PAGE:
Steel marchers brave rain as Murray admits interest

Marchers brave the rain on their way from Dalzell to Ravenscraig.
Marchers brave the rain on their way from Dalzell to Ravenscraig.

Former Rangers chairman Sir David Murray is in talks over the future of threatened steel plants in Motherwell and Cambuslang.

Hope emerged that the steel magnate could help save the jobs of Dalzell and Clydebridge workers as a march in support of the plants took place in Motherwell.

Workers joined political and community leaders to walk from Dalzell to Ravenscraig. It was estimated that around 300 people braved the elements to take part.

Sir David, who made his fortune in the steel industry, confirmed he has met Scottish Government officials and Tata Steel bosses since the announcement last month that Dalzell and Clydebridge are to be mothballed with the loss of 270 jobs.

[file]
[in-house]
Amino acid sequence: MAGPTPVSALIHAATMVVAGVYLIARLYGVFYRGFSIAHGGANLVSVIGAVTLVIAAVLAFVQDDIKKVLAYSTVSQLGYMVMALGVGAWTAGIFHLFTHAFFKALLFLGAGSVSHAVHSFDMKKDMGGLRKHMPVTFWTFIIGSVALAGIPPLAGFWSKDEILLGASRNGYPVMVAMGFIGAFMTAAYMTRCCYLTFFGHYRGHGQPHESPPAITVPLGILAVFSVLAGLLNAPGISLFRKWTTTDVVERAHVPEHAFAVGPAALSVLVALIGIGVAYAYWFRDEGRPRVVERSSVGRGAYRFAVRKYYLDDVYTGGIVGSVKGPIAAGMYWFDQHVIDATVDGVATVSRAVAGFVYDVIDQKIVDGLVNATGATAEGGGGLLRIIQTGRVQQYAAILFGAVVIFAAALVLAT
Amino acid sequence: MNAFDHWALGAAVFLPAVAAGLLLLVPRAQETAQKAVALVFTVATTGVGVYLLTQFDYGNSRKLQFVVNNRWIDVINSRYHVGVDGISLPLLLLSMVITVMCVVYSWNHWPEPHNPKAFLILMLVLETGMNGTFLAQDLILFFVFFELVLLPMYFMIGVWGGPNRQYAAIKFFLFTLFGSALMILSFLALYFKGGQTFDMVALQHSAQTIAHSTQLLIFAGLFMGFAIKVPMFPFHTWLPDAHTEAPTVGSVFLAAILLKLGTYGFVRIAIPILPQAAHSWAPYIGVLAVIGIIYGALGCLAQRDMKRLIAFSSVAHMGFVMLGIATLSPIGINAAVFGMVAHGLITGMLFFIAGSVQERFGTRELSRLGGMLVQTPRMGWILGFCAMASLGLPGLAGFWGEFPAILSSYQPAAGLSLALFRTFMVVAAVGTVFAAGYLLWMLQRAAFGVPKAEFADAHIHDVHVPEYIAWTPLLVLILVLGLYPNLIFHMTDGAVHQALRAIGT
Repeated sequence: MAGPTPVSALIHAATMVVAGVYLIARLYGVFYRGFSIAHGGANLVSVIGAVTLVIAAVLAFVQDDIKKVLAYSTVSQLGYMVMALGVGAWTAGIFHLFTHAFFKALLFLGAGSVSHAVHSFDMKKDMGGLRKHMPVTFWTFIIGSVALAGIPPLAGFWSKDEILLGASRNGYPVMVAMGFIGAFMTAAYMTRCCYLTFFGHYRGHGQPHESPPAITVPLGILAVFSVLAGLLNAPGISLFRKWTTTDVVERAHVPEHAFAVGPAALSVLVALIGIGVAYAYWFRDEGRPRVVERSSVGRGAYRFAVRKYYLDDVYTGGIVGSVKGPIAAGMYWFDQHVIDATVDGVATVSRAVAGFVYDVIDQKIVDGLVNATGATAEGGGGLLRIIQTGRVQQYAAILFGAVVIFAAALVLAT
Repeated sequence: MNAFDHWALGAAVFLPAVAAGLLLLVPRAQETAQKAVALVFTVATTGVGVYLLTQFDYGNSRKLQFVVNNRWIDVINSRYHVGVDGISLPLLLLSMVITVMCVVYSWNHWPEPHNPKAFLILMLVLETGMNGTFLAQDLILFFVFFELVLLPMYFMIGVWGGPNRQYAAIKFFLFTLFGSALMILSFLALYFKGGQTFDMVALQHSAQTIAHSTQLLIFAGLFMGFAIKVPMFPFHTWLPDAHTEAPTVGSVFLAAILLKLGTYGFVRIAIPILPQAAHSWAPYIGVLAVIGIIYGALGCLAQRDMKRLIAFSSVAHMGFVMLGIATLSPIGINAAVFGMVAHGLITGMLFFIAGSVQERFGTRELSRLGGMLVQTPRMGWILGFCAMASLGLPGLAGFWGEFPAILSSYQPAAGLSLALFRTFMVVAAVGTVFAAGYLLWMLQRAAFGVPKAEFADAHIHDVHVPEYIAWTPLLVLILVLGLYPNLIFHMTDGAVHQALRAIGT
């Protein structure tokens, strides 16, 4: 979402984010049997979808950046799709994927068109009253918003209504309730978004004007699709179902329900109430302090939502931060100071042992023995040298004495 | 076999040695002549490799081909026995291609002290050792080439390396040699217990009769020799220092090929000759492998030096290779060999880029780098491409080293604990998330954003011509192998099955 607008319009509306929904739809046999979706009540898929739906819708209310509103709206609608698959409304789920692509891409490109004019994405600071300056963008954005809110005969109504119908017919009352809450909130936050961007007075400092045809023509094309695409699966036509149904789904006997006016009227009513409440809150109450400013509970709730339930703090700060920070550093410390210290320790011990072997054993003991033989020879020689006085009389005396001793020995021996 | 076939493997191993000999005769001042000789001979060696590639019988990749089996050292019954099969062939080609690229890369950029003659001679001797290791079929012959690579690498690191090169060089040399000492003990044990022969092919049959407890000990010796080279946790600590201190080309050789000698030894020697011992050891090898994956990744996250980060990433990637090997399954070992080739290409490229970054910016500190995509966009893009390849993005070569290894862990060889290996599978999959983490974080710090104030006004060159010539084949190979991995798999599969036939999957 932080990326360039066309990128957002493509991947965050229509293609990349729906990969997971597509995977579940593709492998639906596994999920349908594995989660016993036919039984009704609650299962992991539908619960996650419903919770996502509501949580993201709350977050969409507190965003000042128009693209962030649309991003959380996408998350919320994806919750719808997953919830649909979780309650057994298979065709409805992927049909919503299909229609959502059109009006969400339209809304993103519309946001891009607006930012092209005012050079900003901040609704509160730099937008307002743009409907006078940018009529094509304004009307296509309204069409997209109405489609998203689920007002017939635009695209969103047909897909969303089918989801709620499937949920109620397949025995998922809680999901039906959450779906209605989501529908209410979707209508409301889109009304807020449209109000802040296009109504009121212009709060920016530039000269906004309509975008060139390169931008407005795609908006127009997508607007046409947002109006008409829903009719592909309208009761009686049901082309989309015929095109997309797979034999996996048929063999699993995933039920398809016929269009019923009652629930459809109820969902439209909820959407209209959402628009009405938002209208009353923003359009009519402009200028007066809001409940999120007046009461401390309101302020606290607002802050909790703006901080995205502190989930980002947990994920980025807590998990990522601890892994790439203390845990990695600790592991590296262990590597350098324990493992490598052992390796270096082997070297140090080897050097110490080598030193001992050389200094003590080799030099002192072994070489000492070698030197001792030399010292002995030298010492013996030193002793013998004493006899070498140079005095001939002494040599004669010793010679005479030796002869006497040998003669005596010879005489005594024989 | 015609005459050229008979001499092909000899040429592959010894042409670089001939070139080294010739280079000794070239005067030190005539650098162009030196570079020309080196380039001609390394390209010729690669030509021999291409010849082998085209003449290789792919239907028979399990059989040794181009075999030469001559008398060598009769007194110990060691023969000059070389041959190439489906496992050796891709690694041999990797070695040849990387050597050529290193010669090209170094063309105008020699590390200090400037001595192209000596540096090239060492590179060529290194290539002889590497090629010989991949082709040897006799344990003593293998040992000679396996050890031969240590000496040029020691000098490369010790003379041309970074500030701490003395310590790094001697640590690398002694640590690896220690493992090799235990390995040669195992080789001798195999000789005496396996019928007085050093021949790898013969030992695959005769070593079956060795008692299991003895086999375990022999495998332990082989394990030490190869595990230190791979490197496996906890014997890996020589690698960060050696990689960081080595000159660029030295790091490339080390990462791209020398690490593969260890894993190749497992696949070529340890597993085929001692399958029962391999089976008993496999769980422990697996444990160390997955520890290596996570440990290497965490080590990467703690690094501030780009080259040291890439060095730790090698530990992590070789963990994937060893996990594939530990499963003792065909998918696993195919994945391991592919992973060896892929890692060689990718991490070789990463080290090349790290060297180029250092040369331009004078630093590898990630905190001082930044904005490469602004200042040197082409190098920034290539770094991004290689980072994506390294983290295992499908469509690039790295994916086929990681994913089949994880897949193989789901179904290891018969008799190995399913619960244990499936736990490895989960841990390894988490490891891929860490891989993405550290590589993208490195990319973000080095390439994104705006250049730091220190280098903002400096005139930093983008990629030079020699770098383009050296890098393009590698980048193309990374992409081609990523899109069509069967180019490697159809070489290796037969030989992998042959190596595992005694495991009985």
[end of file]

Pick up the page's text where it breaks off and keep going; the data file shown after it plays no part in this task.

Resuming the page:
Saturday’s march was organised by Motherwell and Wishaw Labour Party.

Earlier, local MSP John Pentland had tabled a motion on ‘Save Our Steel’ in the Scottish Parliament.

Mr Pentland said: “The threat to our steel workers’ jobs is a direct consequence of unfair competition in the global market. It is not the fault of the workers and, morally, they don’t deserve to pay the price.

“Economically, saving our steel industry is the right thing to do. The hundreds of jobs in the Scottish steel plants are directly linked to thousands in service, manufacturing and construction, and tens of thousands in the wider local and Scottish economy, which are also under threat.

“We need a steel industry and should do more to protect it. Other countries consider their steel industry too important to allow it to go to the wall. If threatened, they do what needs to be done to safeguard their industry. Take away our manufacturing capabilities and you will make us dependent on others.”

More on the steel march in this week’s Times & Speaker, out on Wednesday.